Eileen was sexually assaulted, beaten, and stabbed by a 15 year old in Pennsylvania.
He was a convicted killer at the age of 15. Now William Hines of Homewood is a 62-year-old man who — with Tuesday’s ruling by a judge — will be now eligible for parole in a few years, but not guaranteed he’ll get out of prison.
Vctim Eileen Willa Taylor was 17 years old and weeks away from graduating from Sacred Heart High School when she was sexually assaulted, beaten, stabbed and murdered in 1970.
Now, 47 years later, her three sisters had to speak about the impact of the crime on their family before Judge Kevin Sasinoski re-sentenced Taylor’s killer, Hines, to 50 years to life.
“I’m very happy the judge did that, even though I realize he has spent a lot of time in prison. But this, the acts that he did, was terrible. I think that he should pay the whole price for what he did,” Taylor’s sister, Anne Collins, told Pittsburgh’s Action News 4.
Collins said her sister’s death had a devastating impact on her father’s life, leading him into depression. He died at 61.
“(Hines) sort of tore our family apart, and he ruined my dad’s life,” Collins said.
Heinz has spent most of his life in prison as a “juvenile lifer.” In court on Tuesday, his head was shaved and balding and his beard was gray.
The Supreme Court has ruled that anyone who was a juvenile when sentenced to life has to be resentenced to at least be eligible for parole.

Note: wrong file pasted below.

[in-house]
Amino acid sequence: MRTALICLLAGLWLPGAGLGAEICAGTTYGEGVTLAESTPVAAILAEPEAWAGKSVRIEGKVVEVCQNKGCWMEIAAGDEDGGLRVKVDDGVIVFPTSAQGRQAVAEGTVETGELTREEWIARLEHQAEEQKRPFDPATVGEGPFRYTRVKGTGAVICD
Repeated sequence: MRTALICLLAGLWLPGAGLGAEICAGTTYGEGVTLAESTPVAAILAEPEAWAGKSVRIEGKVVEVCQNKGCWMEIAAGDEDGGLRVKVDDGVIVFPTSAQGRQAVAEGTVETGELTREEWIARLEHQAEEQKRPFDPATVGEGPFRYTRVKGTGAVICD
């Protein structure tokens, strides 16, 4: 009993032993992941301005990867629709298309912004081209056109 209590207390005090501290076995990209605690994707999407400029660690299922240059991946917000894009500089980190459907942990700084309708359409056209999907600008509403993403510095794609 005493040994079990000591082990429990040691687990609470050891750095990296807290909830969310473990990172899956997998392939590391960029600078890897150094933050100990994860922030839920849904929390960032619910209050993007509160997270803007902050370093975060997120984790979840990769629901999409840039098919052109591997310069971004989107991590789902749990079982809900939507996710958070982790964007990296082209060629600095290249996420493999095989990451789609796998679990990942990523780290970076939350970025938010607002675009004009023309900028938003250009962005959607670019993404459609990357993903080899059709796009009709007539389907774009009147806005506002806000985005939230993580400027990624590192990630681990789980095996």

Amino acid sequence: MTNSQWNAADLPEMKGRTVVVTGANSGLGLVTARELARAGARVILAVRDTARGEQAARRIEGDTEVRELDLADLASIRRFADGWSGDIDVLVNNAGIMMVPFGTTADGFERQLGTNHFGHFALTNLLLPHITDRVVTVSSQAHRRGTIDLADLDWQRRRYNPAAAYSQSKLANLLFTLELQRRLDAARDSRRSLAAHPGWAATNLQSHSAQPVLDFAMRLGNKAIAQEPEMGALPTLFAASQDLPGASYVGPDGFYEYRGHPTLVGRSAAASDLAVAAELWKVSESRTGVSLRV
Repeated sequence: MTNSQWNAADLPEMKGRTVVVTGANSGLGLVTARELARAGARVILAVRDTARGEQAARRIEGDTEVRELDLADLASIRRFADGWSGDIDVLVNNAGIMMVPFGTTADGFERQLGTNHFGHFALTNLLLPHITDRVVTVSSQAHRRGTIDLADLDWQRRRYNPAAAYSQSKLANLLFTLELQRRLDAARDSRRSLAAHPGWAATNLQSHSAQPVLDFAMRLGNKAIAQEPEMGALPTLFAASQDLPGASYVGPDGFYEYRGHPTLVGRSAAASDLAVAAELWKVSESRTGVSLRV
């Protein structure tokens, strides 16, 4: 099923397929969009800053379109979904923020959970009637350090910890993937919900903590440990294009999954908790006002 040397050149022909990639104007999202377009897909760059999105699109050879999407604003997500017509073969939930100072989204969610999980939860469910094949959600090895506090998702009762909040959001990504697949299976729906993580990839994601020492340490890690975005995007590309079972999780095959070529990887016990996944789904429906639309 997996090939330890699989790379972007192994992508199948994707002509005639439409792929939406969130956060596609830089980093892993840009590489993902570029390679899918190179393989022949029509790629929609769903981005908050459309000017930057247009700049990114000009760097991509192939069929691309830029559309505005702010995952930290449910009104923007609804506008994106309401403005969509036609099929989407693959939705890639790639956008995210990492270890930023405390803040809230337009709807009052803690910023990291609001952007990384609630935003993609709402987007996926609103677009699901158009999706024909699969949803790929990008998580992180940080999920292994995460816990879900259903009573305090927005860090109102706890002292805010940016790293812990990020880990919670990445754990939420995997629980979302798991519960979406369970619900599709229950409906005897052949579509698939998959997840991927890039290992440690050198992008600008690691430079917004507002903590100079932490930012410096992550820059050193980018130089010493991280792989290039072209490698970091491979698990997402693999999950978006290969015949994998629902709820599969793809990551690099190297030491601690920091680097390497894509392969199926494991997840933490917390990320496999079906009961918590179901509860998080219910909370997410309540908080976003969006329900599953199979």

Hines’ friend from prison in the 1980s, Lawrence Chislom, testified that Hines is a changed man.
“I feel very sad. you know. Because Billy, he’s been locked up a long time,” Chisholm told Pittsburgh’s Action News 4. “He’s really basically a good guy. And we had a lot planned for him if he’d have got released.”
Retired Pittsburgh Police Commander Ron Freeman investigated the killing in 1970. He testified to recount the details of the case.
During a court recess, Freeman told Pittsburgh’s Action News 4, “I don’t think he’s rehabilitated. Because he’s been in fights in jail, he’s assaulted people in jail, he’s using drugs in jail, he’s using alcohol in jail.”
Chisolm said that Hines had changed his life since converting to Islam.
Under Tuesday’s resentencing, Hines must now wait three years before he can ask for parole. He can also appeal the decision by Sasinoski to a higher court.